In Exercise 2, you will be using an egg to explore the hyper-, hypo-, or isotonic nature of different liquids. Remember that when a cell is placed in solutions of different concentrations it may gain or lose water. By soaking an egg in syrup (high sugar concentration) and distilled water (low concentration of anything) and measuring how much liquid is left, you will be able to tell if the egg absorbed (gained) or gave off (lost) water. Then you can figure out if the liquid was hypertonic, hypotonic, or isotonic. However, the shell of the egg may prevent the easy movement of water into and out of the egg. You must first remove the shell using vinegar. Vinegar contains acetic acid, which will interact with the calcium carbonate crystals of the egg shell and separate them into calcium ions and carbonate molecules, which will form carbon dioxide bubbles. The reaction is:

CaCO3+ 2H+ Ca+2 + H2O +CO2

Although an egg looks like it is only one cell, the membrane around the whites and yolks are actually made up of multiple cells. However, any water that enters or leaves the egg must pass through those cells (and their membranes) and so will behave just like it would if we were using a real cell.

Exercise 1 – Diffusion

Materials:

  • 1 ml of iodine
  • One teaspoon corn starch
  • Plastic sandwich bag
  • 250 mL Beaker
  • Distilled Water

In this experiment you will be modeling the diffusion of a substance (corn starch) across a semipermeable membrane (the sandwich bag). To detect where the starch has traveled, we will use the indicator iodine. Iodine will turn black in the presence of starch, and will be your indication of where the starch is. In other words, your results will be where the color change (blackening) happens.

Procedure:

  1. Develop a hypothesis and prediction about the permeability of the bag for starch. Record them in the lab report sheet.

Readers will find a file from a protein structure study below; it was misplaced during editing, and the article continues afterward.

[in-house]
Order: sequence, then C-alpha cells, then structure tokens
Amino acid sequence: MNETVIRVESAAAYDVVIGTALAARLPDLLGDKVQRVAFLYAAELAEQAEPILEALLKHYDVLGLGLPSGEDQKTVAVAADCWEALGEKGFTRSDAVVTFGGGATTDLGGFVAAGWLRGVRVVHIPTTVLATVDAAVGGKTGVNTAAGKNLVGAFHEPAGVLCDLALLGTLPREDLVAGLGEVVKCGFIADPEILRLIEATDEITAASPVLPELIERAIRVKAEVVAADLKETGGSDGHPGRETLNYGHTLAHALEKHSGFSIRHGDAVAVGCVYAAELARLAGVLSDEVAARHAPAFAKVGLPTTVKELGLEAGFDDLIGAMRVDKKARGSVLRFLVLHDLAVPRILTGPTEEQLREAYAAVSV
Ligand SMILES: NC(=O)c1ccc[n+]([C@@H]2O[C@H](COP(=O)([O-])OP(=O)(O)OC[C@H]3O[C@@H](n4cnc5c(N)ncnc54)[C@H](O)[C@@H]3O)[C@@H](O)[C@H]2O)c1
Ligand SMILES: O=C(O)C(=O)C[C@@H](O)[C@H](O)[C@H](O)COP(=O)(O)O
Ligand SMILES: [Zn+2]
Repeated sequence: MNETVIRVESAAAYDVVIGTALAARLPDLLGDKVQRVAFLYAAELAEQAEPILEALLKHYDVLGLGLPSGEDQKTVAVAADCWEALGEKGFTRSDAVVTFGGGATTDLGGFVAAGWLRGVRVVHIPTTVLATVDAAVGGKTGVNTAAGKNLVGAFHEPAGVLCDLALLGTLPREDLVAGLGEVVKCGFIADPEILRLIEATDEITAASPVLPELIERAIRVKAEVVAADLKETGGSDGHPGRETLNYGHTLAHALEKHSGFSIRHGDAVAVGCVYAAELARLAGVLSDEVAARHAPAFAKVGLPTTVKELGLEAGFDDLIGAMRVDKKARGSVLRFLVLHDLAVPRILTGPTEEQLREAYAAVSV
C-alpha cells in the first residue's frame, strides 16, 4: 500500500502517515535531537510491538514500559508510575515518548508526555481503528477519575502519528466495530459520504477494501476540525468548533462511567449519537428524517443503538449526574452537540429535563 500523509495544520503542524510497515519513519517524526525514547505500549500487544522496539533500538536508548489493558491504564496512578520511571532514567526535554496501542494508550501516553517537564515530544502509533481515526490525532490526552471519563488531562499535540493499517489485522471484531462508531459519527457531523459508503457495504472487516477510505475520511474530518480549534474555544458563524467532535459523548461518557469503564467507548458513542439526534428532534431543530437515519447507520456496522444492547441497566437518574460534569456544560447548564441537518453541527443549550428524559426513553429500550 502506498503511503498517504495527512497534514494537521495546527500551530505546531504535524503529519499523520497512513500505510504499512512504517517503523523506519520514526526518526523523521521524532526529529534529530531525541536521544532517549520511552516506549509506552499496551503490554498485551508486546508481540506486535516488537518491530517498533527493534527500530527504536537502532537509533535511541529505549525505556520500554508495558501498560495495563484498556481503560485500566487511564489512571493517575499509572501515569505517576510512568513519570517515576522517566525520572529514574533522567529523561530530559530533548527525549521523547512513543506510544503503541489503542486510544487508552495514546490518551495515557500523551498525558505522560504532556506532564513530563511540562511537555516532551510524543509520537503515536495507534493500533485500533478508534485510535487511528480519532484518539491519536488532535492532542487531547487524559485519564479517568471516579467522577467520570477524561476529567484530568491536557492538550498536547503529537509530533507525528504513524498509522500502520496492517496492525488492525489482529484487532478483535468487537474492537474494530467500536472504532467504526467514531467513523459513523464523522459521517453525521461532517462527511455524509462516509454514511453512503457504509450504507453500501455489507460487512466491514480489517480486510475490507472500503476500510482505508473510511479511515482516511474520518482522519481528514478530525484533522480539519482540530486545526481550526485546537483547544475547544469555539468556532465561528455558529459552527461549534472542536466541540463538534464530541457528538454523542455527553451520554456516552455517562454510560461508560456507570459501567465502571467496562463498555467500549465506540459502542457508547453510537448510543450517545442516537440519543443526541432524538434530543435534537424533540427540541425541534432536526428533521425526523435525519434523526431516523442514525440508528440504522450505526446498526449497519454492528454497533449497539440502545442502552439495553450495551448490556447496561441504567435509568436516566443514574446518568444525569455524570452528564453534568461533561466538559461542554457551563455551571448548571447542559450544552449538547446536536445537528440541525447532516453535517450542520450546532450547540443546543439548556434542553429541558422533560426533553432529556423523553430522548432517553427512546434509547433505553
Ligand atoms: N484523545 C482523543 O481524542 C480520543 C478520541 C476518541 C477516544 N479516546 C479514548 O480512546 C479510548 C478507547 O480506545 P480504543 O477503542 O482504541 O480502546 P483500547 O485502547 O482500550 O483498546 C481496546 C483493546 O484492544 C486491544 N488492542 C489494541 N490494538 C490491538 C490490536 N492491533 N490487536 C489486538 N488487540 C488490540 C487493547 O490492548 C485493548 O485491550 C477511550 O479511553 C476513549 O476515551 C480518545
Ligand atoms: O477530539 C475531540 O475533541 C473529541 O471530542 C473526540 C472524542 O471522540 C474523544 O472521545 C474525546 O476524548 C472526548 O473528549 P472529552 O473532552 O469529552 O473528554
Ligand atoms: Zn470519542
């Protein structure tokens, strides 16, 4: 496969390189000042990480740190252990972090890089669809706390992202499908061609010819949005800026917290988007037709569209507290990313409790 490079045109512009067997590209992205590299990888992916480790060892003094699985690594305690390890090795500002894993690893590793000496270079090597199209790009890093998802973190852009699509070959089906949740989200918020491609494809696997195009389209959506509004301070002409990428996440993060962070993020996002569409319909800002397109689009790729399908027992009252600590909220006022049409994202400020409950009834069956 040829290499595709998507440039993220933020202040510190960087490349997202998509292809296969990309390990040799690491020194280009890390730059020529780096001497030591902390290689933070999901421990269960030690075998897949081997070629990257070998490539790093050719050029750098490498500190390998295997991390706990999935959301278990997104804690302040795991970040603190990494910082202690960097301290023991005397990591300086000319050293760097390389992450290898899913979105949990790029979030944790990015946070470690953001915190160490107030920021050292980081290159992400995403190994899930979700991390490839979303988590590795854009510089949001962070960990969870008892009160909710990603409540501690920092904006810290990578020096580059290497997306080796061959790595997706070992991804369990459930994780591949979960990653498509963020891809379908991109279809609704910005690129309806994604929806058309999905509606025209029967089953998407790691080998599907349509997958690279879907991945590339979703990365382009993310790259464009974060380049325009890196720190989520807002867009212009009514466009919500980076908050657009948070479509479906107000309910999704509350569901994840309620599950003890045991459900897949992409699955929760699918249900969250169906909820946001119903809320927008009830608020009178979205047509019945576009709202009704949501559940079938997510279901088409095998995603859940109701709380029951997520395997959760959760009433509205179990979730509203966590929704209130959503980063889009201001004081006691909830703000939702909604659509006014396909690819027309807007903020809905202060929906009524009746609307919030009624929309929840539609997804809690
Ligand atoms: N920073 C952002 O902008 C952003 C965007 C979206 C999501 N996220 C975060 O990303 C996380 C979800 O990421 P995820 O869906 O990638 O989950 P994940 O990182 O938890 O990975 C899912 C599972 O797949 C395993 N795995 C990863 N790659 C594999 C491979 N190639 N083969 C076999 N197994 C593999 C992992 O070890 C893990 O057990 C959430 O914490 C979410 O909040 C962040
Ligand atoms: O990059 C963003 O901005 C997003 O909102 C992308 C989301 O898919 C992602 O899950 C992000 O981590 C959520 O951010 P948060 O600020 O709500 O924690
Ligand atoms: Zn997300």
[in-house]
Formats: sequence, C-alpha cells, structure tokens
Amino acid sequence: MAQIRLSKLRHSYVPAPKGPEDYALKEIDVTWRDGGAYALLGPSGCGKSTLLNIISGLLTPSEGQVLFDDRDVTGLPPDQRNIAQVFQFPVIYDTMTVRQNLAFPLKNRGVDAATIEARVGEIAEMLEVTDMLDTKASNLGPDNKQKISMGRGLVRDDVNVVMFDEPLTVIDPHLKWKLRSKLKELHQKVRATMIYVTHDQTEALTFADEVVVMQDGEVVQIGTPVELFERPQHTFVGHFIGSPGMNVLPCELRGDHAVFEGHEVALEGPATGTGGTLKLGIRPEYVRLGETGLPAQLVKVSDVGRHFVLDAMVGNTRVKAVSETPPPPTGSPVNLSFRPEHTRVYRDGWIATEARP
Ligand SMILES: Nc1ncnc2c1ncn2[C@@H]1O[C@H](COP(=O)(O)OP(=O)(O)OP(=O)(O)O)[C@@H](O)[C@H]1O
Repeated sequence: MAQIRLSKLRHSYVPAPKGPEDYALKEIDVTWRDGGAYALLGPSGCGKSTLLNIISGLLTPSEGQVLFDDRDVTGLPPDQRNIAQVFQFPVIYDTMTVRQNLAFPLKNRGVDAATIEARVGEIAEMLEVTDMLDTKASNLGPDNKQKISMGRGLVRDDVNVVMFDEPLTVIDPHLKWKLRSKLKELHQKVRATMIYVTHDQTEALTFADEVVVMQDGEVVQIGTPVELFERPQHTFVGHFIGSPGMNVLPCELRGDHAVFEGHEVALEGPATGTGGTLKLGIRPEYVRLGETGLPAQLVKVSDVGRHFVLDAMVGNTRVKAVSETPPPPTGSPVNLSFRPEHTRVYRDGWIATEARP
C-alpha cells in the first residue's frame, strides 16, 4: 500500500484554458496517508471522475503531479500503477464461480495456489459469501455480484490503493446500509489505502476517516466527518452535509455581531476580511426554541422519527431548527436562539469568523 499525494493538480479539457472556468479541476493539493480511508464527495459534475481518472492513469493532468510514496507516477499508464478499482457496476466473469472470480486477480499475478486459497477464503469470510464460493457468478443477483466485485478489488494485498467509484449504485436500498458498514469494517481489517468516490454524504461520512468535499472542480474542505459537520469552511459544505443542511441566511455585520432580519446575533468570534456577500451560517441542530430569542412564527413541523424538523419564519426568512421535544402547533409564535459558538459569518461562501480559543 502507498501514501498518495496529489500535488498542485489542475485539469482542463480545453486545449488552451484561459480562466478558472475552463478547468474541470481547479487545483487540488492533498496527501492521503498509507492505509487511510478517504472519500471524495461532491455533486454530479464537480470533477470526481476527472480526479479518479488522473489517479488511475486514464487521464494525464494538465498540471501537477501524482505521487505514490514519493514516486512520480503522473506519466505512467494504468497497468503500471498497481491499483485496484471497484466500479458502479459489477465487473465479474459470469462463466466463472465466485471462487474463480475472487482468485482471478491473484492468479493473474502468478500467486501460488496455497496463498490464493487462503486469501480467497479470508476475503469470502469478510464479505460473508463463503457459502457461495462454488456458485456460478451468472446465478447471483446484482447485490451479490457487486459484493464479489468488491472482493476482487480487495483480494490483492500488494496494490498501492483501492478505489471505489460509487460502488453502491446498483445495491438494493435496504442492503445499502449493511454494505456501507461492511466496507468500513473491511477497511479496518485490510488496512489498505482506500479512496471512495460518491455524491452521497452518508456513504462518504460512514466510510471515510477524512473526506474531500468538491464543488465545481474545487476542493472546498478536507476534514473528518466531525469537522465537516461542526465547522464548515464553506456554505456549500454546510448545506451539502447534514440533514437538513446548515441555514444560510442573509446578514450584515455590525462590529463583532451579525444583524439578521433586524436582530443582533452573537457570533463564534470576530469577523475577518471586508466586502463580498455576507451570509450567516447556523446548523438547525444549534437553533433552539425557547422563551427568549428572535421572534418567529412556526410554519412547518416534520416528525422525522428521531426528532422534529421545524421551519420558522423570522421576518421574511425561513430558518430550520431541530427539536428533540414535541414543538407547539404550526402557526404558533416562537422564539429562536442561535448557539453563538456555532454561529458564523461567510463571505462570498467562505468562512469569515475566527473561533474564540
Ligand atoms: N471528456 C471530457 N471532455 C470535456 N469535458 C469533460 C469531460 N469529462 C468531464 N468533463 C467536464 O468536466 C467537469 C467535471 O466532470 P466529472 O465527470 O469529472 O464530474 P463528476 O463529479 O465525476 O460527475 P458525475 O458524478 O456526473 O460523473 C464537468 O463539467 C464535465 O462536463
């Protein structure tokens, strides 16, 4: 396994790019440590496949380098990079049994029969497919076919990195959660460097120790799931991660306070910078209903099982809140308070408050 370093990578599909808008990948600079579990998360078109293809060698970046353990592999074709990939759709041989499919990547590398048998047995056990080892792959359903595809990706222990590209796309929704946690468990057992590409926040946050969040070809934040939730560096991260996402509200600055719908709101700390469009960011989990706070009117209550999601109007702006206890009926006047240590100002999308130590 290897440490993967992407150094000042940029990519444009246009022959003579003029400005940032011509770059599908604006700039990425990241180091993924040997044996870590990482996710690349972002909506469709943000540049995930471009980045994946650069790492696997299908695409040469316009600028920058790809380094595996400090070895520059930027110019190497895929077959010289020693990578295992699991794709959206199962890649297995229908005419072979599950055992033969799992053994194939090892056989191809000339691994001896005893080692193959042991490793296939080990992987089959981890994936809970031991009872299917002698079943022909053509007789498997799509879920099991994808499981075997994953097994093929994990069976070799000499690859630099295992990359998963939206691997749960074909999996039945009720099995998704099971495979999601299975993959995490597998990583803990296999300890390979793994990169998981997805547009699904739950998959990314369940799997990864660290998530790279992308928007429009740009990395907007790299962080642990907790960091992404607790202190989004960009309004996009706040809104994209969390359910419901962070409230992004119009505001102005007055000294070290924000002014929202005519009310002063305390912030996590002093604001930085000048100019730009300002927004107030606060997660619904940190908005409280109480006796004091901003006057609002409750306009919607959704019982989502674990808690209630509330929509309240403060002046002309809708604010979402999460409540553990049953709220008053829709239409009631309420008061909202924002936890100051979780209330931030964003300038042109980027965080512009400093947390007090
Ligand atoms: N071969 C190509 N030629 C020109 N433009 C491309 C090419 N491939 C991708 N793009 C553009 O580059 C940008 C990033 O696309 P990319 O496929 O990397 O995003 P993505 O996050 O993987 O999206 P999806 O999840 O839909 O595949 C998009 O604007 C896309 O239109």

2. Fill beaker about halfway with distilled water and place 1 ml of Iodine in beaker.
  3. Prepare the starch by mixing 50 ml of distilled water with 1 tsp of corn starch. Heat this mixture (microwaving for 10-15 seconds will work) to help the starch dissolve in the water.
  4. Place the corn starch mixture in the sandwich bag. Make sure sandwich bag is water tight by tying the bag closed.
  5. Place sandwich bag/starch into the beaker and observe for 15-20 minutes.
  6. If nothing observable occurs in the 15 minutes a slightly warming of the sandwich bag and beaker in the microwave for 10 – 15 seconds will help speed up the process.
  7. Record observations in Table 1 in the lab report sheet.

Exercise 2: Osmosis

Materials:

  • Fresh Egg (in shell)
  • Wax Pencil (Optional)
  • 250 mL Beaker (3 ideal, 1 will work)
  • 200 mL White Vinegar
  • 200 mL Clear Sugar Syrup (Karo)
  • 200 mL Distilled Water

In this experiment you will be modeling osmosis of water across a cell membrane to determine if different liquids are hyper-, hypo-, or isotonic. The egg will represent our cell. Be careful with the eggs as you experiment - if they break as you are working they will make a big mess and you will be at risk because of salmonella. Be sure to wash everything (and yourself) with warm, soapy water. You may also want to use a disinfectant.

Procedure:

Develop a hypothesis and prediction about the tonicity of the solutions (If the solution is hyper-, hypo-, or isotonic). Record them in the lab report sheet.

Follow the instructions below to treat your egg. Make sure to record your data and observations in Table 2 in the lab report sheet.